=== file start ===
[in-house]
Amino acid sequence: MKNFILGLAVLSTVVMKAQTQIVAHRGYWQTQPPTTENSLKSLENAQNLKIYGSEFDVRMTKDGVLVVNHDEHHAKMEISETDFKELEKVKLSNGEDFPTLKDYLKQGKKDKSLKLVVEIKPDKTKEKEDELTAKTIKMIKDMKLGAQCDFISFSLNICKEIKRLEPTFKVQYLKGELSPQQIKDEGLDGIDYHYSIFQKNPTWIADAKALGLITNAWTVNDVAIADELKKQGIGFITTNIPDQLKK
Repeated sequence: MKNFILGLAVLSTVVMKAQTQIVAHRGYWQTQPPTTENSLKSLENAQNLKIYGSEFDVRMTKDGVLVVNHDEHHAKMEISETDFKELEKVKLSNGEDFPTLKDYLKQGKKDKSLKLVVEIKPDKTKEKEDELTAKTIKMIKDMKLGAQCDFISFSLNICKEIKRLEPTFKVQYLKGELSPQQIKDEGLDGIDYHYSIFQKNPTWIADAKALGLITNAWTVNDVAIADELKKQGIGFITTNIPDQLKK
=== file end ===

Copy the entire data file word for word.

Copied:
[in-house]
Amino acid sequence: MKNFILGLAVLSTVVMKAQTQIVAHRGYWQTQPPTTENSLKSLENAQNLKIYGSEFDVRMTKDGVLVVNHDEHHAKMEISETDFKELEKVKLSNGEDFPTLKDYLKQGKKDKSLKLVVEIKPDKTKEKEDELTAKTIKMIKDMKLGAQCDFISFSLNICKEIKRLEPTFKVQYLKGELSPQQIKDEGLDGIDYHYSIFQKNPTWIADAKALGLITNAWTVNDVAIADELKKQGIGFITTNIPDQLKK
Repeated sequence: MKNFILGLAVLSTVVMKAQTQIVAHRGYWQTQPPTTENSLKSLENAQNLKIYGSEFDVRMTKDGVLVVNHDEHHAKMEISETDFKELEKVKLSNGEDFPTLKDYLKQGKKDKSLKLVVEIKPDKTKEKEDELTAKTIKMIKDMKLGAQCDFISFSLNICKEIKRLEPTFKVQYLKGELSPQQIKDEGLDGIDYHYSIFQKNPTWIADAKALGLITNAWTVNDVAIADELKKQGIGFITTNIPDQLKK